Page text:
Progress report from an aspiring pro player
I promised to post a follow-up to this thread:
I've done 5 sessions since then, and here is my report.
Session 8 & 9:
I finally experienced my first down-swing. While it was a sucky experience, I am glad to have received the lessons that came with it. I was able to identify a few problems with my game, the most important of which was dealing with a slight tilting problem. Most of the losses came from losing 3 big hands, each for $500-$700. Two of them were due to the tilting issue, each time I knew
my AA was cracked, but I couldn't force myself to put them down. The other was a very hard to avoid situation where I turned a boat, and the other player rivered a higher boat (that one really sucked).
I came down with a nasty flu after that weekend and had a lot of 'down time', during which I picked up and read a few poker books
. I absorbed some good knowledge as well as the mindset and techniques to help me avoid going on tilt.
I came back to play the next weekend (last weekend), and I could see an instant improvement in my game from what I had learned in the books as well as during the previous two losing sessions.
Sessions 10 & 11
Session 10: Friday's session was pretty good - in fact, I achieved a new earnings/hour record for a single session. I think that Friday is generally a good day to play, as there is a good number of people playing, and many of them worked that day, and are therefore tired and not playing their A game.
Session 11: Started out a bit rocky - I played well but hit some bad situations (will go over some specific key hands in a bit), and was stuck for $600 after about 4 hours of play. Eventually I turned it around and was up $950 8 hours later. This was also probably the most card-dead session I've ever played, and I'm quite proud of myself for doing as well as I did.
Biggest losing hand from session 11
My biggest losing hand was when I lost an all-in for my stack of $240.
I was playing
. The flop came
. About $45 in the pot on the flop. A player in earlier position bet $15, I was the only caller.
The turn card was
. I now had 2 middle pair and a flush draw. The player in earlier position bet $50 into the $65 pot. I pushed all in. He called me down with AQ. The river card wasn't a diamond and I lost the hand.
Even though I lost, I didn't think I played the hand very badly. I didn't put him on AQ when he only bet 1/3 the pot on the flop. I think a better player would have bet it more aggressively with the flush draw out there. I had him on something like A9/AT/AJ. When I turned 2 pair I was at least 65% sure I had the best hand at the time, and in the case my opponent had a set or top 2, I still had the flush draw as an additional safety net.
My best winning hand of session 11
This wasn't my most profitable hand of the night, but the one which I made a fantastic read on a moderately skilled player and won a $300 pot. It was also the hand which was the turn-around point of the night for me (having been down $600 up to that point).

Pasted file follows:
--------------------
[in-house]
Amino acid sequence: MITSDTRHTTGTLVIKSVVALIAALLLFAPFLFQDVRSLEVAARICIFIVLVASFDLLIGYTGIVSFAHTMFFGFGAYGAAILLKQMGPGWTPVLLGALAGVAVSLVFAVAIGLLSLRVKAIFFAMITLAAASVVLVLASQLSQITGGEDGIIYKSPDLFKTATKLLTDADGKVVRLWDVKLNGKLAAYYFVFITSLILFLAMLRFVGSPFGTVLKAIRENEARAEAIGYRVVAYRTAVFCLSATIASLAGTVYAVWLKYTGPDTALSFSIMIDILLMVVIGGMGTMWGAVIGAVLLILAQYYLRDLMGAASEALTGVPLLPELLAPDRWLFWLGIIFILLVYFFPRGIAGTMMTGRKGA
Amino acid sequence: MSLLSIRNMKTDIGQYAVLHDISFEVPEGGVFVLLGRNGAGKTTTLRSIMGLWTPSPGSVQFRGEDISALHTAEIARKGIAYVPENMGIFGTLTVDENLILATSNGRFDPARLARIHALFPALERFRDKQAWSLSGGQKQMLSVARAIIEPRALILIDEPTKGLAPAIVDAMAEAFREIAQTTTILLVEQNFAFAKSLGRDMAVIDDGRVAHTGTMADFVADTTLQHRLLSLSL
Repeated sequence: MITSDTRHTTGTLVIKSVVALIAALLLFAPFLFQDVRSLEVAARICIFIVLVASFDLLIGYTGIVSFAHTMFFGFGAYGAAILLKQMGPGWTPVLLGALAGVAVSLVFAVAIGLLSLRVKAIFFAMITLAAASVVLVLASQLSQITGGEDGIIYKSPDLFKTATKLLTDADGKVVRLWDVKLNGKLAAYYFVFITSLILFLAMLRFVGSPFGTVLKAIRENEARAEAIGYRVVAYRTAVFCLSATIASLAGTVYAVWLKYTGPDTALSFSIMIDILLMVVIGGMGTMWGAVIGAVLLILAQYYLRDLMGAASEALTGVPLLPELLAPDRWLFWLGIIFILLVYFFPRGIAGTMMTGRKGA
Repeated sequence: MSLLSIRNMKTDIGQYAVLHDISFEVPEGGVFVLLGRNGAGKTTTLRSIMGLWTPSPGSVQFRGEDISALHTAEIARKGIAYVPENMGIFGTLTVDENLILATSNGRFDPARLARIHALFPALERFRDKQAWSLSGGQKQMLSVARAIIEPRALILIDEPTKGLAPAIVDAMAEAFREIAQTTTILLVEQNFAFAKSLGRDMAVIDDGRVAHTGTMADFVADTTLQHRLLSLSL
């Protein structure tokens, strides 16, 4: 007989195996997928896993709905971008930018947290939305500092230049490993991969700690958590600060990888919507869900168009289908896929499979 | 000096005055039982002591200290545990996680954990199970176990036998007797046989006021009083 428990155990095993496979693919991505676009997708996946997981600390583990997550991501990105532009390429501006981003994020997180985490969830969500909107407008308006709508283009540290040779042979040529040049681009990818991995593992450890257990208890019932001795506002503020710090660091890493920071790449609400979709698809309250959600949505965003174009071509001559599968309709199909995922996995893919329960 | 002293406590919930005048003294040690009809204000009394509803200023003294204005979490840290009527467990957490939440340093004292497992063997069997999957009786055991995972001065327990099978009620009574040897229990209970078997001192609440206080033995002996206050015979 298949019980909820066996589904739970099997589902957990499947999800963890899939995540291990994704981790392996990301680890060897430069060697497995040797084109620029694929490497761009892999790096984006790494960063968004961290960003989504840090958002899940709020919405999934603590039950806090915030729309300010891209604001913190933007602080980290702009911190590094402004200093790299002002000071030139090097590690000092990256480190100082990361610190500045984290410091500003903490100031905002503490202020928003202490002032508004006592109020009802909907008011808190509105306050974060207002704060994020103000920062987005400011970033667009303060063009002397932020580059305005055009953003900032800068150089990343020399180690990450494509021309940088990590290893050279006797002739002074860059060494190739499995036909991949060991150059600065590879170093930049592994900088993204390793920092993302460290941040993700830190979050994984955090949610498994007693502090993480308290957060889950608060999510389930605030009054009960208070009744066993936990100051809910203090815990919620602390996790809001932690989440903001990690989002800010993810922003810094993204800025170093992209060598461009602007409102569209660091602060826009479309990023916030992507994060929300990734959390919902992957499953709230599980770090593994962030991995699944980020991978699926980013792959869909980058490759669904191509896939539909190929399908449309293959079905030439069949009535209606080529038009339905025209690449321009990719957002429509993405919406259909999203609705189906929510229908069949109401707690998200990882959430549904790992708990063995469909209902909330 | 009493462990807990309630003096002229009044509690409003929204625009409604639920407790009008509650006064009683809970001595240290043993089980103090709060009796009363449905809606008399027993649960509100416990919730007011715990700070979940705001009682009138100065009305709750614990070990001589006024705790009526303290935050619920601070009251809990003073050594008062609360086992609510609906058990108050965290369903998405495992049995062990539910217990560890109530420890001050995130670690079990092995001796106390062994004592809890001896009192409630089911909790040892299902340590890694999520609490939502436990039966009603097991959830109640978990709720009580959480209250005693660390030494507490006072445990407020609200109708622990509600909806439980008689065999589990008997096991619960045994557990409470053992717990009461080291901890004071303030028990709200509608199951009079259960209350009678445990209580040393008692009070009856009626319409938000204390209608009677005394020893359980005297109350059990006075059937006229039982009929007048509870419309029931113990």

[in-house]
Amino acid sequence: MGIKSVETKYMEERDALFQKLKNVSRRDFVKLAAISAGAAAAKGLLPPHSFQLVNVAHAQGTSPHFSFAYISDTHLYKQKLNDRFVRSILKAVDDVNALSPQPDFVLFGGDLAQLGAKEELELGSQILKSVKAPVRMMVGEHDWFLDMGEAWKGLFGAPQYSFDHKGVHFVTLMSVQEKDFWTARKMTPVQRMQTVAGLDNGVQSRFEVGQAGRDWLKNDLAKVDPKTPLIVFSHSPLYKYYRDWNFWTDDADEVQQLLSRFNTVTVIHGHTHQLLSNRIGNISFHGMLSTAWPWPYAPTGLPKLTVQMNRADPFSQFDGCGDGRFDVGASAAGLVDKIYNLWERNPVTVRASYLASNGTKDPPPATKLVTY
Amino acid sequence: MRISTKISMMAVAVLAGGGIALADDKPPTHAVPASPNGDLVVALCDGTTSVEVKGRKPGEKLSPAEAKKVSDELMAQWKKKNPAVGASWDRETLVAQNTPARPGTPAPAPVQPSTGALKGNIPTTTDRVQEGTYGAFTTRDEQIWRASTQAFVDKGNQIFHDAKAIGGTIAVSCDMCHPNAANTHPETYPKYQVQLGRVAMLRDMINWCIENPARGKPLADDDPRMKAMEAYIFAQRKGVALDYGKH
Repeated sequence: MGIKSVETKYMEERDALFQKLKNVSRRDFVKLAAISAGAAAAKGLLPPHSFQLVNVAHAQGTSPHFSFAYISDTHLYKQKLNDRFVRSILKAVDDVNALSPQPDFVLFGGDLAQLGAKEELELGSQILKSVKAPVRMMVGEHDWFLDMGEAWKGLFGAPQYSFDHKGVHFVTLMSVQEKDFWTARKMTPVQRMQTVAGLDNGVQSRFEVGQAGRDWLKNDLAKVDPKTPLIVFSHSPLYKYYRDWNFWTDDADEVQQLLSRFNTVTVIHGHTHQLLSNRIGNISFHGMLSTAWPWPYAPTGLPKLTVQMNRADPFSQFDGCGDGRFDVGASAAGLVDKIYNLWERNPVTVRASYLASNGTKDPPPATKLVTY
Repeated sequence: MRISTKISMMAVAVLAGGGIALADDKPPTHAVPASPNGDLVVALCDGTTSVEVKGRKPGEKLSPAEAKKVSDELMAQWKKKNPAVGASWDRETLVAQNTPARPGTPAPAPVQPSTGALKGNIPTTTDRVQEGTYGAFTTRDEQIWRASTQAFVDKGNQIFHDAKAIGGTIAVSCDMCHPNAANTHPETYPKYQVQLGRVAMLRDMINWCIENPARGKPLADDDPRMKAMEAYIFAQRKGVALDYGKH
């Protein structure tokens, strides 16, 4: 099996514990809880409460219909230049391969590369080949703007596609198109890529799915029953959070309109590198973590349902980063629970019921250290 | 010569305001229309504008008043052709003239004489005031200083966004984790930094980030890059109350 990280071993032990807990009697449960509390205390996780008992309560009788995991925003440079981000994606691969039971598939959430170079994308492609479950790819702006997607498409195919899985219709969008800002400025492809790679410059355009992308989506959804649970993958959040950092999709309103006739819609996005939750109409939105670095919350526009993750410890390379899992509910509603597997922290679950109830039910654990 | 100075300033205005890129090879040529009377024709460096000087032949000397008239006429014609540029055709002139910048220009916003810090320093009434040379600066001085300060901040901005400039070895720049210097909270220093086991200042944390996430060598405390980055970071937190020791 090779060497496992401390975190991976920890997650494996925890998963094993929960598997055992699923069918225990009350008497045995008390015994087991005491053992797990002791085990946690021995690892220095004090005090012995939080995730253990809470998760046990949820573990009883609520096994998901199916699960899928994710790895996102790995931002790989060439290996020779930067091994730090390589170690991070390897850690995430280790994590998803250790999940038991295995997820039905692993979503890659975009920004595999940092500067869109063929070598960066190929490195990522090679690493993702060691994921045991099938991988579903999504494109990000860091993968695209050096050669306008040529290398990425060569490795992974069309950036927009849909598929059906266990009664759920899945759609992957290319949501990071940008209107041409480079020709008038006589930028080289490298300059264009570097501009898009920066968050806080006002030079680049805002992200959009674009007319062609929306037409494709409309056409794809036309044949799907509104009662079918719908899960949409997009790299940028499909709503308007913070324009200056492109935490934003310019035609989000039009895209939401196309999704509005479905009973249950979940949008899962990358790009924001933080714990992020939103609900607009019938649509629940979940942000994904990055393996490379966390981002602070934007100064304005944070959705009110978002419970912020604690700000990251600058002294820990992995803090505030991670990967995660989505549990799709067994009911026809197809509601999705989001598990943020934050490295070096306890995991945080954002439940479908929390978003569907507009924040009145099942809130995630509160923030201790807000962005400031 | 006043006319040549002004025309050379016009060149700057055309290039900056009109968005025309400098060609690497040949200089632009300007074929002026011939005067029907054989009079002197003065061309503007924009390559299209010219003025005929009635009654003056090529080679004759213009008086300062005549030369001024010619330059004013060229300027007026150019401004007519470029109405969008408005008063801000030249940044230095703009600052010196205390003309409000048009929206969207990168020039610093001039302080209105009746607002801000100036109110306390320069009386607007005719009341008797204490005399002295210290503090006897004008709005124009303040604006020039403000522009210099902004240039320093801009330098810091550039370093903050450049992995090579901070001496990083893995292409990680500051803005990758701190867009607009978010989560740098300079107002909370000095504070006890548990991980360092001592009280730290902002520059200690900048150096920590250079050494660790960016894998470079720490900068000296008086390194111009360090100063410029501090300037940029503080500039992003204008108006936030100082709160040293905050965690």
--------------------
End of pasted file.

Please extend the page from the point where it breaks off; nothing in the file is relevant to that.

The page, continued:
I had been playing for about 4 hours now. Seeing a cheap flop was getting somewhat difficult as there were a few maniacs at the table, which including the chip leader. He would constantly overbet the pot pre-flop by opening with a $25 bet, and he played every small pocket pair that way - of course, he'd play the big pocket pairs that way, too. As far as maniacs went, he was generally more skilled than the garden variety maniac - he had some reading skill and had the sense to lay some hands down.
On to the hand:
I was in 3rd position (first to act after the big blind). I was dealt
and I wanted to see a cheap flop. Since I was dealing with a bunch of maniacs, I decided to throw out a small blocking bet out for $6. The action folded to the chip leader maniac. He raised to $25. Maniac #2 immediatly behind him calls, as did 2 other players. The rest of the action folds to me. At this point I'm getting almost 6:1 on my money, so I call to see the flop.
The flop comes
. I am first to act and I check. The chip leader maniac bets $35, and the rest of the action folds to me.
Here's where it gets interesting.
I KNOW he overplays small pocket pairs all the time, but, sometimes he has a real hand. I start to stare at him like a hawk trying to pick up a read.
He wears sunglasses when he plays, so I know that being read is one of his concerns. Now, here's where he messed up. Whenever in a hand and trying to hide his tells
, he would take this passive position of ducking his head down and looking at his cards. What didn't occur to him is that when he does that, he gives other players a perfect line of sight to his eyes, making his sunglasses defense completely useless. I stared at him for about a minute, and I saw his eyes move a number of times - and I identified that eye movement as him being legitemately nervous. I put him on a weak hand and pushed all in for my remaining $90. He called me down after about 5 seconds - he was holding 77. My 8's held up on the turn and river and I won the hand for about $299.
A few players at the table applauded me and one said that it was truly a "brilliant play" - which was a pretty good ego/self-esteem booster.
During the last weekend two players including a local pro player who, had been playing professinally for about 5 years, suggested that I should try moving up to 2/5. I am going to take their advice soon. My goal is to try 2/5 once my bankroll reaches $5000.
However, the last weekend was probably my last time playing at my local casino. I am moving to SF soon, and I hope that their card rooms will be as lucrative for me as the ones here in the North East.
On the way to SF I am also going to stop by Vegas for 3 days. That will be a good test for me. I know that if I can come out ahead after grinding it out in Vegas, then I can grind it out anywhere.
Here is my current running bankroll chart as well as updated session results data: